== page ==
USIP's Science, Technology & Peacebuilding Roundup

United States Institute of Peace


Center of Innovation: Science, Technology and Peacebuilding

Weekly News Roundup, June 21 - 27, 2012

Table of Contents

Geeks for Good
In the summer of 2010, a team of self-confessed "socially conscious nerds" came together to create TechChange, a start-up to further the use technology for development. Two years later TechChange has taught more than 600 students in more than 70 countries through their online classroom. Its most popular course to date has been "Mobiles for International Development". Those interested in conflict resolution can dig deeper by enrolling in a special course designed around case studies from Libya and Syria.
See the full article (Economist, 6/27/12)
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New Technology Brings New Challenges for Keeping Sources Safe
Last summer, as part of its Surveillance Inc. series, the Wall Street Journal published a piece describing how, when Egyptian activists had raided the headquarters of Amn Al Dowla, the state security agency, they uncovered a secret memo about interception of Skype calls. For years -- assuming Skype to be safer than email -- many human rights organizations had promoted its use, suggesting to activists to use Skype "as much as possible."
See the full article (PBS, Jillian C. York, 6/27/12)
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TEDGlobal: App Offers Safety in a Riot
A smartphone application, enabling people in the middle of riots to find safety, has been shown off at the TEDGlobal event in Edinburgh. The system counts the [social networking] messages suggesting danger and those suggesting safety and "synthesises it into an easy-to-read interface". [Developer and TED Fellow Salvatore] Iaconesi runs AOS, a collective of engineers, artists and activists, designing citizen-centric applications. The app is currently only available for activist groups.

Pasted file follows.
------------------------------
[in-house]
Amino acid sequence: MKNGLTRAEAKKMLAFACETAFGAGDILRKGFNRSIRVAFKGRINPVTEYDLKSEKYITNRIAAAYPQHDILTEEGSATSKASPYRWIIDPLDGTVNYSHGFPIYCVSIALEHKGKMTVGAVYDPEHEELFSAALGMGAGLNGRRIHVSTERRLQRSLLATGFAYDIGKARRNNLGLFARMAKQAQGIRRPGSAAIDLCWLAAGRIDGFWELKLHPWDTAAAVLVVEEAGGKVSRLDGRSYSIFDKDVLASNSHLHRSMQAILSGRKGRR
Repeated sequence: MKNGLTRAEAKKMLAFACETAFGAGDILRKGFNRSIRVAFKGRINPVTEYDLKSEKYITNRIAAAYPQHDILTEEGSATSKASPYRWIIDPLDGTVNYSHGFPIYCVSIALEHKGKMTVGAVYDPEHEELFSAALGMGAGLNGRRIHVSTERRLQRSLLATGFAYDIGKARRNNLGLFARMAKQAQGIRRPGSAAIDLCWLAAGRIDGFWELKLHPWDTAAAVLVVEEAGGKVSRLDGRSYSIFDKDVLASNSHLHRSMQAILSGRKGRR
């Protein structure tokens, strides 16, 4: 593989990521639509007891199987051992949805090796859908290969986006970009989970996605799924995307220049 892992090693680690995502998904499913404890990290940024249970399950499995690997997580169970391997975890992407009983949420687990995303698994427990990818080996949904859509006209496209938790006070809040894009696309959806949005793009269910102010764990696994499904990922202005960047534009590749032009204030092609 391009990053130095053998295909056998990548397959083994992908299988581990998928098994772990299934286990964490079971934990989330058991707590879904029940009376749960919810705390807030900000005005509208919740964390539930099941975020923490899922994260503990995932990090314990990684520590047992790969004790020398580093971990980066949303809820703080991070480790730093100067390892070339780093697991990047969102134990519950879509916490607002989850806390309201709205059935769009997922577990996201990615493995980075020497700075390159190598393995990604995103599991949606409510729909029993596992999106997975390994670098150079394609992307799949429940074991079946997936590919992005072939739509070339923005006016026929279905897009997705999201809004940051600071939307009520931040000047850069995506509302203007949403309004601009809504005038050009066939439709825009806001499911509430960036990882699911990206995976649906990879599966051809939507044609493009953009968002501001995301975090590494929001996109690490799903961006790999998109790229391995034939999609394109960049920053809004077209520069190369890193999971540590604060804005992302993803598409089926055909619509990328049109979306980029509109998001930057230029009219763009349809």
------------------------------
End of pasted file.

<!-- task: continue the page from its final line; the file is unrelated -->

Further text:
See the full article (BBC, Jane Wakefield, 6/27/12)
Click to read "Institute, National Academy of Engineering Explore New Applications of Science and Technology to Peacebuilding," a USIP News Feature by Andrew Robertson.
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Syria Activists Using U.S. Tech to Beat Curbs
U.S. technologies that may include a mobile phone "panic button" and an "internet suitcase" are being used by activists in Syria and other authoritarian countries to override government communications controls, a U.S. official said on Thursday. Alec Ross, U.S. Secretary of State Hillary Clinton's senior adviser for innovation, said the United States was working on between 10 and 20 classified technologies that could be used by protesters and others facing communications curbs.
See the full article (Reuters, Mohammed Abbas, 6/21/12)
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The Folly of Kindle Diplomacy
Three years ago - back when I was still a carefree cyberutopian - I wrote a short essay on "high-tech diplomacy" for Newsweek. That essay - by far the glibbest text I've ever written - chided American diplomats for not exploiting the immense digital soft power that a company like Amazon had to offer. Well, the dissidents can start celebrating: Three years on, the U.S. State Department has finally announced an ambitious partnership with Amazon. Alas, the reality is far more complicated.
See the full article (Slate, Evgeny Morozov, 6/21/12)
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Stuxnet Cyberweapon Set to Stop Operating
At one second past midnight Sunday, the world's most powerful known cyber weapon, reportedly created by the US with Israeli support to clandestinely infiltrate and then wreck Iran's nuclear fuel enrichment program, will cease to operate. Deep inside Stuxnet's labyrinth of software code are a few lines that will soon order the program to stop working altogether in a pre-programmed, belated and ultimately unsuccessful bid to prevent it from being detected and deciphered.
See the full article (Christian Science Monitor, Mark Clayton, 6/23/12)
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Are Iranians Banned from Buying iPads?
A salesman at US Apple store refused to sell an iPad to an Iranian-American woman after overhearing her speak Farsi, provoking a debate about the limits of Western sanctions against Tehran's rulers. The US sanctions do not restrict sales of products to Iranians living in the US, but Apple could expose itself to legal liability if it sold consumer products in the US knowing they would be sent to Iran.
See the full article (BBC, Sam Farzaneh, 6/22/12)
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Did we miss anything?



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